We didn’t forget. We just didn’t do anything about it. Our society made no lasting changes to the trajectory we had already taken. Even after suffering at the hands of an evil and opposing ideology, we continued to drift further from the fundamental beliefs on which western civilization was built. Losing 3,000 people made us sad and angry, but it wasn’t enough to bring any permanent and positive change. Instead of looking to those fundamentals – instead of asking what made us stronger or better than our enemies – we simply delegated the immediate problem and reverted to the way things were.

Some wanted to know why the killers hated us, as if America had reason to feel guilty. Most simply wanted to see justice done, which is purportedly why the United States invaded Afghanistan to find Osama bin Laden. (The search didn’t pay off for another ten years, when he was located and killed in Pakistan.) The invasion, on the other hand, turned out to be a waste of time in the end – not because it was pointless or entirely unsuccessful, but because our current president recently undid everything that had been otherwise accomplished. Thirteen service members died in our disastrous withdrawal, most of whom were too young to even remember September 11th.

This happened just in time for the 20th anniversary of the event. It’s been twenty years ago today, almost to the hour, since the worst foreign attack in American history. Entire planeloads of people perished in an instant – or four – though “some went down like heroes in that Pennsylvania field.” The hijackers on the fourth plane were thwarted in their mission (whatever it was) by brave passengers already aware of the attack on the World Trade Center. The Pentagon might have been totally destroyed if not for a similar effort by people with less time to resist. The day came to be known as 9/11, with plenty of eerie references to 9-1-1, the national emergency number. People even pointed out the resemblance between the Twin Towers and the number 11, the date on which they fell.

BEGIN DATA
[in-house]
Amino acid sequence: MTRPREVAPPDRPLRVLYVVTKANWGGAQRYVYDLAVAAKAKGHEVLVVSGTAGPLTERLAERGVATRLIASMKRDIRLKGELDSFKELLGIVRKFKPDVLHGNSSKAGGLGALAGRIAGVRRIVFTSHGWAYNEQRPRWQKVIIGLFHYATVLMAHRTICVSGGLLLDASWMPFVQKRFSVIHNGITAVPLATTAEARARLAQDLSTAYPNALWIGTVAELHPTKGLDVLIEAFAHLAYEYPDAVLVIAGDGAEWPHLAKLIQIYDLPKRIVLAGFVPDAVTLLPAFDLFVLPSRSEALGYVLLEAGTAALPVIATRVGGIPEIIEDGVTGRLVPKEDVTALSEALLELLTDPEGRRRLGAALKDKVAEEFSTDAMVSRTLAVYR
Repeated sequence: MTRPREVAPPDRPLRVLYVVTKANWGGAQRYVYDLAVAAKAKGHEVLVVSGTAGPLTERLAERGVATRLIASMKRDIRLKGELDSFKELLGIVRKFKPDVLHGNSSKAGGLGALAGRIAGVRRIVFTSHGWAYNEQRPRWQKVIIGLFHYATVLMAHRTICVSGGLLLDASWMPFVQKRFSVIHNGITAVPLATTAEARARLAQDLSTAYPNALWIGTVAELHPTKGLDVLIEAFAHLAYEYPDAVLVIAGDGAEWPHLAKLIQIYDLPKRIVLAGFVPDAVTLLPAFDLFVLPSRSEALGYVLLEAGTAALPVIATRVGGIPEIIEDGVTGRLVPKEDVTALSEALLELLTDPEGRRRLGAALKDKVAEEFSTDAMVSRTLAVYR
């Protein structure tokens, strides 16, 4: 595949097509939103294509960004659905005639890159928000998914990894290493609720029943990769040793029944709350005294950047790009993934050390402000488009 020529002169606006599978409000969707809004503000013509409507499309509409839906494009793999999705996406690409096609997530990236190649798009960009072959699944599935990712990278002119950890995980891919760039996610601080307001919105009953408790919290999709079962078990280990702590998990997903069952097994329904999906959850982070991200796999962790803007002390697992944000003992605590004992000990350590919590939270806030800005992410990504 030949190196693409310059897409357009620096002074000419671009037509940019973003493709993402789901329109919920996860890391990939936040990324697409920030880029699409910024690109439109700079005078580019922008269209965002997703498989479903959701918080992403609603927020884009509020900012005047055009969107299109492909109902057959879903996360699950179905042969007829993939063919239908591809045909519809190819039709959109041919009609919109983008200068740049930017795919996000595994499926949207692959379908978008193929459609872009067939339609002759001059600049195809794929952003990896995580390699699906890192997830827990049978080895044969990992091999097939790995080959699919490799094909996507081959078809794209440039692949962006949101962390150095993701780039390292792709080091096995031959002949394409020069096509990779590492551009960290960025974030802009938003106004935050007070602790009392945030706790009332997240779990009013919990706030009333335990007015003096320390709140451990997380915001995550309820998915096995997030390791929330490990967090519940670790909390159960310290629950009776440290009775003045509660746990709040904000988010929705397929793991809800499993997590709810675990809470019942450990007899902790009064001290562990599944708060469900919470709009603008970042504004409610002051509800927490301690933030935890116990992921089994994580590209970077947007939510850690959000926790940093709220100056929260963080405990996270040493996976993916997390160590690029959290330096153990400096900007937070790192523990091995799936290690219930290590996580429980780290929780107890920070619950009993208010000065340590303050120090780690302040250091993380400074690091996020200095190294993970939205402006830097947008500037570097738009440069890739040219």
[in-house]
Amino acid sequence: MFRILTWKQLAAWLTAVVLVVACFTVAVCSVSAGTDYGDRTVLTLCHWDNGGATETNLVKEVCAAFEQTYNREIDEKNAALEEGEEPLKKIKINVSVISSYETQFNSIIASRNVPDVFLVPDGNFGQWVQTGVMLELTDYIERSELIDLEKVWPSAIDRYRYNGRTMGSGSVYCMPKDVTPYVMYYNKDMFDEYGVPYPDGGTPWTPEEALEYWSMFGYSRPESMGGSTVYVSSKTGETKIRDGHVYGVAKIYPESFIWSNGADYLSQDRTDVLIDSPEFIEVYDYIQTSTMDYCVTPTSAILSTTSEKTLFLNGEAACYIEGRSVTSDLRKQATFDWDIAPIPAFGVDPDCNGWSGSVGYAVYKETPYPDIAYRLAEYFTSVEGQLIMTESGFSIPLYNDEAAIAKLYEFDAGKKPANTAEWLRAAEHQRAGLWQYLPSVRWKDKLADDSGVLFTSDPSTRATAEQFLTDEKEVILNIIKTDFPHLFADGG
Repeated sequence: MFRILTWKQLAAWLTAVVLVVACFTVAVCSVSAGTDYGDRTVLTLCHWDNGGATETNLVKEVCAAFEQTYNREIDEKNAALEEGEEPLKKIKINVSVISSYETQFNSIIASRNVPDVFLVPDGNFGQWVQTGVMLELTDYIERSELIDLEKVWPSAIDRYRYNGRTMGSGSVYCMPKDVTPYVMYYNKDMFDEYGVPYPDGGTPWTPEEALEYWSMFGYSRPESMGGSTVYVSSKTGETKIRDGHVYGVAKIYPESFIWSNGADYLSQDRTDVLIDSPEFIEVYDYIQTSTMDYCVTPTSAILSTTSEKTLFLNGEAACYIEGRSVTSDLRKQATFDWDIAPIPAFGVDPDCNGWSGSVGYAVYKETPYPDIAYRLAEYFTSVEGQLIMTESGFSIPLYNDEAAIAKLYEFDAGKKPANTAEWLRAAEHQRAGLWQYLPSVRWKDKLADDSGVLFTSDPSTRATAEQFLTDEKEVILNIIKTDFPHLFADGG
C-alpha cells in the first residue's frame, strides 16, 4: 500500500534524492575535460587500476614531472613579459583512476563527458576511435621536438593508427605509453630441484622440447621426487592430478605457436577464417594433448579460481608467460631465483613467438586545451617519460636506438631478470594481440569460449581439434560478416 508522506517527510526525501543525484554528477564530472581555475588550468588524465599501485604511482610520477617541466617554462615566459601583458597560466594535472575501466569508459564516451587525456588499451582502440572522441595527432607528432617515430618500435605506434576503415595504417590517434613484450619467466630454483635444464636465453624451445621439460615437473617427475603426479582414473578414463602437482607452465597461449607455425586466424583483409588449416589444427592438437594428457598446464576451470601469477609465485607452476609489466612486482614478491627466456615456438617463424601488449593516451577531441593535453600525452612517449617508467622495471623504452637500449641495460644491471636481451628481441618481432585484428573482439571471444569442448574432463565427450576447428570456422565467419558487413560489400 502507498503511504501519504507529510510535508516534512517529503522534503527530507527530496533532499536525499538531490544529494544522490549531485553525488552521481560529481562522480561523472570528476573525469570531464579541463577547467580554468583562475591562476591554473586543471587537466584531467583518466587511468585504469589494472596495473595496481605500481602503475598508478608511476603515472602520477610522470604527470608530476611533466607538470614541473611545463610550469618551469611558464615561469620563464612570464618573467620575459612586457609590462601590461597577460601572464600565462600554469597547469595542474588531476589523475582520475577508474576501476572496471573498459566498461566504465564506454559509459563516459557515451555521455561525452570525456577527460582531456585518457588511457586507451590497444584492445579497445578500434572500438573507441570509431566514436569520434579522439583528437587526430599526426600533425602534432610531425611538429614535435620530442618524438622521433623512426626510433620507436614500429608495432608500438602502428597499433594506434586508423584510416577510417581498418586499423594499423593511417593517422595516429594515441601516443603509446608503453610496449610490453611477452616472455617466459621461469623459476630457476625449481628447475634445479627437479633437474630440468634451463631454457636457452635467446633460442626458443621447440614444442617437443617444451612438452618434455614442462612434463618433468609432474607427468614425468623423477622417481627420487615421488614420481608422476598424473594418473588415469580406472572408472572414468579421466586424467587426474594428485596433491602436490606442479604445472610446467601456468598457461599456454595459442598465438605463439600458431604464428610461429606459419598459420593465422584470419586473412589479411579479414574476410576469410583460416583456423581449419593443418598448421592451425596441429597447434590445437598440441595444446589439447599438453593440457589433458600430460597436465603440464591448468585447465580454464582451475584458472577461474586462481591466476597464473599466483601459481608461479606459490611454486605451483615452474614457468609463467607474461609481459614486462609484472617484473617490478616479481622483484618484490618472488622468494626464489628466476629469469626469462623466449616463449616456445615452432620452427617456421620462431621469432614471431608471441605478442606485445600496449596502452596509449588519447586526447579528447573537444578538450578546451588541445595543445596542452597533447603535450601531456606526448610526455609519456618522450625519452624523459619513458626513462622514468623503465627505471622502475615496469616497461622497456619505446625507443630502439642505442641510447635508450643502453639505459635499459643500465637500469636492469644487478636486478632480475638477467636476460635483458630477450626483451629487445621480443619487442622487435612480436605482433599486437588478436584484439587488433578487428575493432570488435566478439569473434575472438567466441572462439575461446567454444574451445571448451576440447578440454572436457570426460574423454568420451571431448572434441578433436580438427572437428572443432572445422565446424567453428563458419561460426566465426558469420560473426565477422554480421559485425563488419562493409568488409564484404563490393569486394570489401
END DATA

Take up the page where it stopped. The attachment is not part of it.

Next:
But look where we are today. We have educational “scholars” and school board members in Virginia who oppose honoring 9/11 victims or teaching students about the hijackers’ religious extremism, as these things might create prejudice against Muslims like themselves. Our president shows more ire for Americans who don’t take his medical advice than for the terrorists to whom he just relinquished Afghanistan. And his secretary of state expresses “disappointment” in the Taliban – not for being murderers, but for failing to show “inclusivity” in their new government. We’re more concerned now with not offending the wrong people than with facing the truth about what happened.

This is not meant as an attack on Muslims. In his autobiographical book Seeking Allah, Finding Jesus, Nabeel Qureshi described September 11th from the perspective of a peaceful Muslim-American (who would later convert to Christianity), and I sympathize with those in his shoes who experience any kind of distrust or prejudice. But we can’t be naïve about the difference between the Muslim world and ours. The fact that we so often use the words “peaceful Muslim” should tell us everything. Let’s not forget that the 9/11 hijackers were peaceful too… until they weren’t. (Liberals might call them “mostly” peaceful, like the domestic terrorists who destroyed their own cities in America last year.)

We’re all Americans, and we should all honor the heroes and victims of this tragic day – whatever we believe in, wherever we come from. The fact that we can’t all do that anymore is indicative of the larger problem: that unlike our radical enemies, we’re no longer united behind a set of beliefs. Some of us remember the grief and patriotism that followed the terrorist attacks, but instead of passing that along to the next generation – instead of choosing to center our lives around God and family – we’ve become dependent on Netflix and Facebook, without meaning or faith in anything. That’s why so much of what mattered on September 11th has passed away.

I pray that the heroic spirit of those who sacrificed for others – servicemen, first responders, even airline passengers – will be remembered and revived throughout the nation. I pray that our government’s negligence doesn’t allow for another such tragedy. And I pray that we can come together again as “one nation, under God, with liberty and justice for all.”